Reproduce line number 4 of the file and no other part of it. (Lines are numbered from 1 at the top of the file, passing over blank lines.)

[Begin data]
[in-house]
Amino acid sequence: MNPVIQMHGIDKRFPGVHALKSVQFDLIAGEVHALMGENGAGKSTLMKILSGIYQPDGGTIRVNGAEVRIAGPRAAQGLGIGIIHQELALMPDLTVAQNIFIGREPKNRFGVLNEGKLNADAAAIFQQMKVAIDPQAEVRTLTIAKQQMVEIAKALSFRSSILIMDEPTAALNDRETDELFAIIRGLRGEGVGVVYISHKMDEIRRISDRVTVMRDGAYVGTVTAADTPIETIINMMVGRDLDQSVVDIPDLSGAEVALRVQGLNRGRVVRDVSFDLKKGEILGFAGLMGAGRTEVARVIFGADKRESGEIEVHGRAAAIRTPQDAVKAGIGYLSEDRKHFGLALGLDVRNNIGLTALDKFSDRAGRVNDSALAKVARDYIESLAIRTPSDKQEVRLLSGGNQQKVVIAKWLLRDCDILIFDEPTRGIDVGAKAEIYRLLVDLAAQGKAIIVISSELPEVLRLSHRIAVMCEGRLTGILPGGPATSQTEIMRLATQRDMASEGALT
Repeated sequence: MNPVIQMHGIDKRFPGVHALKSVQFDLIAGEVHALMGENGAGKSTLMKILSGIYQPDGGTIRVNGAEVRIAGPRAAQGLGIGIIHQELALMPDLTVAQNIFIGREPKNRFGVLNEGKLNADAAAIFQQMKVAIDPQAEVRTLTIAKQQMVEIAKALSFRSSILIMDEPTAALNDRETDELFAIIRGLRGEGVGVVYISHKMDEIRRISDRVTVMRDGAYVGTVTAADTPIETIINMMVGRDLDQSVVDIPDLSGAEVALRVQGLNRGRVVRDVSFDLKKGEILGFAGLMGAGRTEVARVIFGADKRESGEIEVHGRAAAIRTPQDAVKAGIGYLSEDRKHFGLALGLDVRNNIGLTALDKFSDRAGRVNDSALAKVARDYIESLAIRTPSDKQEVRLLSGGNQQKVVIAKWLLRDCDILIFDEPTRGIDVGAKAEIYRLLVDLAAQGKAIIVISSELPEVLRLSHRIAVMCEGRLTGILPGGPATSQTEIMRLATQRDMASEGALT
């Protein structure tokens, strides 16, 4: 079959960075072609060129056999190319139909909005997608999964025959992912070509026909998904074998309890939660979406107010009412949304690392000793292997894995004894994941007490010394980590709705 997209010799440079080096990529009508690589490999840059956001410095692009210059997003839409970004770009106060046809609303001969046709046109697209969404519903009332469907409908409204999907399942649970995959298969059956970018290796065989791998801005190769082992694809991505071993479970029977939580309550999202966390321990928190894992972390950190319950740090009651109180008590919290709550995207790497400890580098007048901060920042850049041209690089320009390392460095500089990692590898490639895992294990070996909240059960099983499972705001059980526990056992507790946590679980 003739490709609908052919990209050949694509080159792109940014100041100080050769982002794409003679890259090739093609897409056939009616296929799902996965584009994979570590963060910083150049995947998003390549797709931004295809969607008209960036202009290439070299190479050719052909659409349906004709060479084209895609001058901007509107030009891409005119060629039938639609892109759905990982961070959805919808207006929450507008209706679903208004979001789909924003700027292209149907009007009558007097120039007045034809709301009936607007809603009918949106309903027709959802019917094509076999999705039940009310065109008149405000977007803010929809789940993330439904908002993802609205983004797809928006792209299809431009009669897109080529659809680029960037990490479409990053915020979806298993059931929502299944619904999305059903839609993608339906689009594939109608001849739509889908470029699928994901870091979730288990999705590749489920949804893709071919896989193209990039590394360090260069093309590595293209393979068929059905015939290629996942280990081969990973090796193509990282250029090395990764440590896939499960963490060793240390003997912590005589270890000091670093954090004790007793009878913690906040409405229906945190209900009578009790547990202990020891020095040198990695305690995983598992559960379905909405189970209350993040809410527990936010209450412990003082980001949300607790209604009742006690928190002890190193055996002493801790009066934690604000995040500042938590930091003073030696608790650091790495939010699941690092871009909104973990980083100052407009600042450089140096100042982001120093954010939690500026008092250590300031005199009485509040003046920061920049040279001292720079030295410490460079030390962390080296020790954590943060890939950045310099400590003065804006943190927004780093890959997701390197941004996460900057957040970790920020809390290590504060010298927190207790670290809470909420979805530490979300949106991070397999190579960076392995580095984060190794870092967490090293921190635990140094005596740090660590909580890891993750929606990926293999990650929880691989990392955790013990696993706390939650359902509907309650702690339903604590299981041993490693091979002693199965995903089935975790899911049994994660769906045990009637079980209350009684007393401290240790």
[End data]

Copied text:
């Protein structure tokens, strides 16, 4: 079959960075072609060129056999190319139909909005997608999964025959992912070509026909998904074998309890939660979406107010009412949304690392000793292997894995004894994941007490010394980590709705 997209010799440079080096990529009508690589490999840059956001410095692009210059997003839409970004770009106060046809609303001969046709046109697209969404519903009332469907409908409204999907399942649970995959298969059956970018290796065989791998801005190769082992694809991505071993479970029977939580309550999202966390321990928190894992972390950190319950740090009651109180008590919290709550995207790497400890580098007048901060920042850049041209690089320009390392460095500089990692590898490639895992294990070996909240059960099983499972705001059980526990056992507790946590679980 003739490709609908052919990209050949694509080159792109940014100041100080050769982002794409003679890259090739093609897409056939009616296929799902996965584009994979570590963060910083150049995947998003390549797709931004295809969607008209960036202009290439070299190479050719052909659409349906004709060479084209895609001058901007509107030009891409005119060629039938639609892109759905990982961070959805919808207006929450507008209706679903208004979001789909924003700027292209149907009007009558007097120039007045034809709301009936607007809603009918949106309903027709959802019917094509076999999705039940009310065109008149405000977007803010929809789940993330439904908002993802609205983004797809928006792209299809431009009669897109080529659809680029960037990490479409990053915020979806298993059931929502299944619904999305059903839609993608339906689009594939109608001849739509889908470029699928994901870091979730288990999705590749489920949804893709071919896989193209990039590394360090260069093309590595293209393979068929059905015939290629996942280990081969990973090796193509990282250029090395990764440590896939499960963490060793240390003997912590005589270890000091670093954090004790007793009878913690906040409405229906945190209900009578009790547990202990020891020095040198990695305690995983598992559960379905909405189970209350993040809410527990936010209450412990003082980001949300607790209604009742006690928190002890190193055996002493801790009066934690604000995040500042938590930091003073030696608790650091790495939010699941690092871009909104973990980083100052407009600042450089140096100042982001120093954010939690500026008092250590300031005199009485509040003046920061920049040279001292720079030295410490460079030390962390080296020790954590943060890939950045310099400590003065804006943190927004780093890959997701390197941004996460900057957040970790920020809390290590504060010298927190207790670290809470909420979805530490979300949106991070397999190579960076392995580095984060190794870092967490090293921190635990140094005596740090660590909580890891993750929606990926293999990650929880691989990392955790013990696993706390939650359902509907309650702690339903604590299981041993490693091979002693199965995903089935975790899911049994994660769906045990009637079980209350009684007393401290240790």